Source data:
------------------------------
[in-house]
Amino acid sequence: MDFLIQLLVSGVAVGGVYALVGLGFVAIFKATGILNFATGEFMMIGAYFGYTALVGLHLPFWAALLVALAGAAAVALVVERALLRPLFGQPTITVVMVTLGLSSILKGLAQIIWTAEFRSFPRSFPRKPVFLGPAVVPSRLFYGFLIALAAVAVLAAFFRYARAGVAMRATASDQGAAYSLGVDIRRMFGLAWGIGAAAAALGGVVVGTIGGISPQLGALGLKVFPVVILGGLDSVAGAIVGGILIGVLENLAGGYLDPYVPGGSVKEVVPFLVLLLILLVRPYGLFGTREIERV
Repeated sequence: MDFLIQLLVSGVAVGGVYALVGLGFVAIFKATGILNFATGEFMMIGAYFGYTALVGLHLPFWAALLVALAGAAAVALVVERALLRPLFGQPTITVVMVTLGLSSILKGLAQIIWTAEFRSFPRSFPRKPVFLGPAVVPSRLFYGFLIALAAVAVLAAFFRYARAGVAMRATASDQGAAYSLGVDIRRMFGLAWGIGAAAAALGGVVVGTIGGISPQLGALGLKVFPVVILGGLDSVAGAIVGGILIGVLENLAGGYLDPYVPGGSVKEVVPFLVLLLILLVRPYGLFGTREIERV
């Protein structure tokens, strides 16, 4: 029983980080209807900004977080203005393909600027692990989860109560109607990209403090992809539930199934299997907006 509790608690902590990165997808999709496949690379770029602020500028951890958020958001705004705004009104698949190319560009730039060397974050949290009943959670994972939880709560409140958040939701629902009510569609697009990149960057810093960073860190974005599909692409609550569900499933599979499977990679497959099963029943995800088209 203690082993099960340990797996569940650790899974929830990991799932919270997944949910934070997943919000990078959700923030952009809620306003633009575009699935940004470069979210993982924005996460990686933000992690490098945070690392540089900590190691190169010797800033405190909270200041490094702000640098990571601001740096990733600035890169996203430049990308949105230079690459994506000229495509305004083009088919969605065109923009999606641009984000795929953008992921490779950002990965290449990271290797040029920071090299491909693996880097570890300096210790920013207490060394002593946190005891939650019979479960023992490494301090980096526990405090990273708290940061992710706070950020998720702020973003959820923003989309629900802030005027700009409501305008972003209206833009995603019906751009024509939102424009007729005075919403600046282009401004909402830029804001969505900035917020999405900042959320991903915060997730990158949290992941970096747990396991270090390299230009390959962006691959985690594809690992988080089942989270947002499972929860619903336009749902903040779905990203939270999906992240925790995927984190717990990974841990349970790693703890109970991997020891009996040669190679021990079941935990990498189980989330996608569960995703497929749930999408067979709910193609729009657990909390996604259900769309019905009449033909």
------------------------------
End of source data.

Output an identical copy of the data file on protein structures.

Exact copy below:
[in-house]
Amino acid sequence: MDFLIQLLVSGVAVGGVYALVGLGFVAIFKATGILNFATGEFMMIGAYFGYTALVGLHLPFWAALLVALAGAAAVALVVERALLRPLFGQPTITVVMVTLGLSSILKGLAQIIWTAEFRSFPRSFPRKPVFLGPAVVPSRLFYGFLIALAAVAVLAAFFRYARAGVAMRATASDQGAAYSLGVDIRRMFGLAWGIGAAAAALGGVVVGTIGGISPQLGALGLKVFPVVILGGLDSVAGAIVGGILIGVLENLAGGYLDPYVPGGSVKEVVPFLVLLLILLVRPYGLFGTREIERV
Repeated sequence: MDFLIQLLVSGVAVGGVYALVGLGFVAIFKATGILNFATGEFMMIGAYFGYTALVGLHLPFWAALLVALAGAAAVALVVERALLRPLFGQPTITVVMVTLGLSSILKGLAQIIWTAEFRSFPRSFPRKPVFLGPAVVPSRLFYGFLIALAAVAVLAAFFRYARAGVAMRATASDQGAAYSLGVDIRRMFGLAWGIGAAAAALGGVVVGTIGGISPQLGALGLKVFPVVILGGLDSVAGAIVGGILIGVLENLAGGYLDPYVPGGSVKEVVPFLVLLLILLVRPYGLFGTREIERV
């Protein structure tokens, strides 16, 4: 029983980080209807900004977080203005393909600027692990989860109560109607990209403090992809539930199934299997907006 509790608690902590990165997808999709496949690379770029602020500028951890958020958001705004705004009104698949190319560009730039060397974050949290009943959670994972939880709560409140958040939701629902009510569609697009990149960057810093960073860190974005599909692409609550569900499933599979499977990679497959099963029943995800088209 203690082993099960340990797996569940650790899974929830990991799932919270997944949910934070997943919000990078959700923030952009809620306003633009575009699935940004470069979210993982924005996460990686933000992690490098945070690392540089900590190691190169010797800033405190909270200041490094702000640098990571601001740096990733600035890169996203430049990308949105230079690459994506000229495509305004083009088919969605065109923009999606641009984000795929953008992921490779950002990965290449990271290797040029920071090299491909693996880097570890300096210790920013207490060394002593946190005891939650019979479960023992490494301090980096526990405090990273708290940061992710706070950020998720702020973003959820923003989309629900802030005027700009409501305008972003209206833009995603019906751009024509939102424009007729005075919403600046282009401004909402830029804001969505900035917020999405900042959320991903915060997730990158949290992941970096747990396991270090390299230009390959962006691959985690594809690992988080089942989270947002499972929860619903336009749902903040779905990203939270999906992240925790995927984190717990990974841990349970790693703890109970991997020891009996040669190679021990079941935990990498189980989330996608569960995703497929749930999408067979709910193609729009657990909390996604259900769309019905009449033909």